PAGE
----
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Linda Okorie
Linda Okorie

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React Router's useRoutes hook

When creating multi-paged apps with React or any other library/framework, a package to handle routing is always used. Whether it is Vue Router for Vue apps, React Router for React apps, etc. Today I'm going to emphasize implementing routes in React using React Router's useRoutes hook.

Prerequisites

Although I will try my best to make this easy enough for a beginner to understand, I advise that before going further you at least have basic knowledge of React and have at least seen React Router used in an application. If you have no experience with React Router, you could look at the documentation first. They give really clear examples that will get you up to speed in no time.

Approach 1: Using the <Routes> and <Route> JSX components

This is the primary way of rendering something using React Router and the approach that would be seen used in many places. Hence, I won't dwell much on the syntax of this but drop the example which will be used in the rest of this article.

MainLayout.js

This is a layout component for any page that is not an authentication page.

import { Link, Outlet } from "react-router-dom";
export default function MainLayout() {
    return (
        <>
            <nav className="nav-bar">
                 <ul>
                     <li>
                         <Link to="home"> Home</Link>
                     </li>
                     <li>
                         <Link to="about"> About</Link>
                     </li>
                     <li>
                         <Link to="/"> Log In</Link>
                     </li>
                     <li>
                         <Link to="signup"> Sign Up</Link>
                     </li>
                 </ul>
            </nav>
            <Outlet />
        </>
    );
}
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Home.js

export default function Home() {
    return (
        <div className="App">
            <h1>Home Page</h1>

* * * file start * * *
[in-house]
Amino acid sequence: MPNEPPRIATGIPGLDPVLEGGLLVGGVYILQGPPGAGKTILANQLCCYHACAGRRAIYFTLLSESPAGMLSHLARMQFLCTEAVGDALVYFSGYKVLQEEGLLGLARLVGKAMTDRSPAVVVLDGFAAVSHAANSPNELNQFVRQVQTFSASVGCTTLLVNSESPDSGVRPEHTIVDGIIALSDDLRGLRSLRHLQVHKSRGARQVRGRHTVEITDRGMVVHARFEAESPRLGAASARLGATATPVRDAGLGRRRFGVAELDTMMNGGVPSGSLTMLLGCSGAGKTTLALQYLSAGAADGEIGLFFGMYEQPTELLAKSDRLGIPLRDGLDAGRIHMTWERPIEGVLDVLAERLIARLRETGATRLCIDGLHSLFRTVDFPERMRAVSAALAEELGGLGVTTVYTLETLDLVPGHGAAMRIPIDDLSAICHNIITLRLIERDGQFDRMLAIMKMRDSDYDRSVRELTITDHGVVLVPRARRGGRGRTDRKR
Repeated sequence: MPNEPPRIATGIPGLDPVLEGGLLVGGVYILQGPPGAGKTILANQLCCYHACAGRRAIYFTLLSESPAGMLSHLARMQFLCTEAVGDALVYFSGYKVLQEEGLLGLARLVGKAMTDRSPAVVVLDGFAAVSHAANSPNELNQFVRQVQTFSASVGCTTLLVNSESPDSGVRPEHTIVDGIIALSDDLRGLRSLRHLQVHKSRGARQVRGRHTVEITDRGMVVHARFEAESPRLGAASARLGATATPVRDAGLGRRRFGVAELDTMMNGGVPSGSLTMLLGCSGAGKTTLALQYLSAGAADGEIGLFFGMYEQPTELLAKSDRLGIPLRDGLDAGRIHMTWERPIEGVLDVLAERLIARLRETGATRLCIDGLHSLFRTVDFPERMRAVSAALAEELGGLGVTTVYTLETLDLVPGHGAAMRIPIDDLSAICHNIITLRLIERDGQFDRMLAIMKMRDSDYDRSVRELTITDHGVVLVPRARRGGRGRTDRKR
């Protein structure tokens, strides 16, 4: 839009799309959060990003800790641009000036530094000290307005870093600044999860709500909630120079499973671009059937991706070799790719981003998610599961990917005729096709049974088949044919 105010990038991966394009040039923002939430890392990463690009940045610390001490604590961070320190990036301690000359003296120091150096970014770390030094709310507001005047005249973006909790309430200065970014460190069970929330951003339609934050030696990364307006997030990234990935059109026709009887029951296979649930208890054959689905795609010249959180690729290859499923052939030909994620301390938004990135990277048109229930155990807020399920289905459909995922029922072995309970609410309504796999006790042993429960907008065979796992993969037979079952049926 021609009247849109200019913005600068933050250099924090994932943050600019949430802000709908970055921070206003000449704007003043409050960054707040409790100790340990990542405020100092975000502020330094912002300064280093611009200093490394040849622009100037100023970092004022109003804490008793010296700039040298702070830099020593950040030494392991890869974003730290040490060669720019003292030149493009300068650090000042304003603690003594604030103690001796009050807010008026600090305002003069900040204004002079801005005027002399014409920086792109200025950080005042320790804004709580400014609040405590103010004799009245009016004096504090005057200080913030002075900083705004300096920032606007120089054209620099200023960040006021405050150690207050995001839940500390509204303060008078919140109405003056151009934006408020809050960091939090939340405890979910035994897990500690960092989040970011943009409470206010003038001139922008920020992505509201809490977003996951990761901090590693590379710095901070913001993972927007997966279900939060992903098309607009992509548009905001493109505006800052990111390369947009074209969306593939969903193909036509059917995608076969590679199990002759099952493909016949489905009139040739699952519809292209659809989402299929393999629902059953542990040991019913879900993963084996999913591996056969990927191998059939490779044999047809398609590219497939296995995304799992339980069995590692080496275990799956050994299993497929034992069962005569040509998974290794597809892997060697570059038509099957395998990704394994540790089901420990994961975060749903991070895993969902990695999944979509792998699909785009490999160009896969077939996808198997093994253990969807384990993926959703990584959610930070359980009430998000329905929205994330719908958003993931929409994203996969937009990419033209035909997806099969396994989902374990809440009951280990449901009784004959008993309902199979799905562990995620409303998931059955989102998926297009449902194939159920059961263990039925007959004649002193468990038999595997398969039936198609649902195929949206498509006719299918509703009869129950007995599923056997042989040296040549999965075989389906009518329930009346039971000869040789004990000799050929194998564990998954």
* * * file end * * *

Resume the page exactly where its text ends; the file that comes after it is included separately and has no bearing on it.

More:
</div>
    );
}
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The other pages used in this example were defined in a similar way as Home.js. You can look at the sandbox to see them for clarity. These however form the main elements of the example.

App.js

import "./styles.css";
import { BrowserRouter, Routes, Route } from "react-router-dom";
import Home from './pages/Home'
import About from './pages/About'
import Login from './pages/Login'
import SignUp from './pages/Signup'
import AuthLayout from './layouts/AuthLayout'
import MainLayout from './layouts/MainLayout'

export default function App() {
    return (
        <BrowserRouter>
            <div className="App">
                <h1>React Router Example</h1>
                <Routes>
                    <Route element={<AuthLayout/>}>
                        <Route path="/" element={<Login/>}/>
                        <Route path="signup" element={<SignUp />}/>
                    </Route>
                    <Route element={<MainLayout/>}>
                        <Route path="home" element={<Home/>}/>
                        <Route path="about" element={<About />}/
                    </Route>
                </Routes>
             </div>
        </BrowserRouter>
     );
}
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You can read more about this in React Router documentation here. The <Routes> component acts as a wrapper for all possible routes that can be matched. The <Route> carries an element in its element attribute. If the content of its path attribute matches the current URL, it renders the content of the element attribute. As location changes a user navigates the app, the corresponding elements are rendered.